Changing Nonprofit Board Structures: The Place of Process Directors
By: Eugene Fram
When changing, or even just modifying, a nonprofit’s board structure, the typical nonprofit board will be divided into several groups on the issue: 1) directors who want change, 2) directors opposed to change, some strongly opposed and 3) what I call process directors.
Process directors like to sit back and examine issues. They always ask, “Have we consulted everybody? Or say, “Let’s make sure we have considered everything. Often they are directors who call for postponement of the vote, even after a lengthy discussion.
Process directors are well-intentioned, sincere individuals. However, the board has to be careful that these directors don’t continue to look at one angle after another until they lose sight of the committee’s main job. They can keep action in limbo indefinitely!
In my experience, boards often lose some of their best volunteers, who get frustrated and quietly resign. Their usual reason for resigning is the “the pressure of job obligations.” To me, that’s a covert message the board is getting mired in minutiae, usually initiated by process directors. One friend recently resigned from a board using the “job obligations” excuse. The real reason was that the executive director, a process oriented person, used board-meeting time inappropriately, including asking the full board to review detailed public relations Power Point presentations.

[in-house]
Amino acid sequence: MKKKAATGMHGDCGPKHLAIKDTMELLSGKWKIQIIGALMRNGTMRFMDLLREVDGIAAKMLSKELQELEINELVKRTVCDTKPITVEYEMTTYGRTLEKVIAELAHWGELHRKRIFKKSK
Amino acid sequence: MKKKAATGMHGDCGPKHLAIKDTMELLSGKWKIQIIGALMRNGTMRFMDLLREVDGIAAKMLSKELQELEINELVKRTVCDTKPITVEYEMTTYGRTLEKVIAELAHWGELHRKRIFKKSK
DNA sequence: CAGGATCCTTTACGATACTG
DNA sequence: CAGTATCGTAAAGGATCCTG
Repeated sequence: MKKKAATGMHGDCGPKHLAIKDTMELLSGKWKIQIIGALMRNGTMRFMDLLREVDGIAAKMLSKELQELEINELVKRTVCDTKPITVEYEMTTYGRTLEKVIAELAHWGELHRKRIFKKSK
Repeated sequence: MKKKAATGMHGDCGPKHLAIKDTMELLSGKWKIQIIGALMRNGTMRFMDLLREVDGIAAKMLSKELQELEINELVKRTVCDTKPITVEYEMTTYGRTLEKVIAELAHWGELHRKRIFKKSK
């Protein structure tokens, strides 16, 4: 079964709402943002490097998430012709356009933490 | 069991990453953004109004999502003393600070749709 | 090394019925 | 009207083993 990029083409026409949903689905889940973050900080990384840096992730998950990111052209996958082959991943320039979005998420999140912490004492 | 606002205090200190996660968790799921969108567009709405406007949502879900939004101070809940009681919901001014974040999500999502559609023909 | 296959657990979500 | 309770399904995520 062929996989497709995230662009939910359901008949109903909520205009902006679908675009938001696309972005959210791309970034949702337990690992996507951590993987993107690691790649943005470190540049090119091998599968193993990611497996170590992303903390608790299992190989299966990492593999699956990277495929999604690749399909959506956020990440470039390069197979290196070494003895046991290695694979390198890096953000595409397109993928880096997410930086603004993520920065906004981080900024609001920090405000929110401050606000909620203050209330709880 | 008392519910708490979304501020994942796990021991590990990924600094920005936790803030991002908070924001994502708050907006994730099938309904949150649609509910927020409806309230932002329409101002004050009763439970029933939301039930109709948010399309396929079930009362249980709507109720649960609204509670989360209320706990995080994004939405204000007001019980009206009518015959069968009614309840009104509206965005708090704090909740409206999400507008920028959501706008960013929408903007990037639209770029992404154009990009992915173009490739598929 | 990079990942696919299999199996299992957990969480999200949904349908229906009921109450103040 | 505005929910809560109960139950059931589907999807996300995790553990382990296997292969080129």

The first and third groups (directors who want change and process directors) will be very willing to appoint a committee to review the board’s operational structure, but it up to the board chair to satisfy process directors who create obstacles. Process directors, in fact, like to look at options.
Source: Policy vs. Paper Clips, Third Edition, (2011) pp.26-27. Available on Amazon.com in paperback & Kindle formats.
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This was a sad incident for the organization. The director was a contributing, thoughtful person who went on to become a director in other nonprofits.
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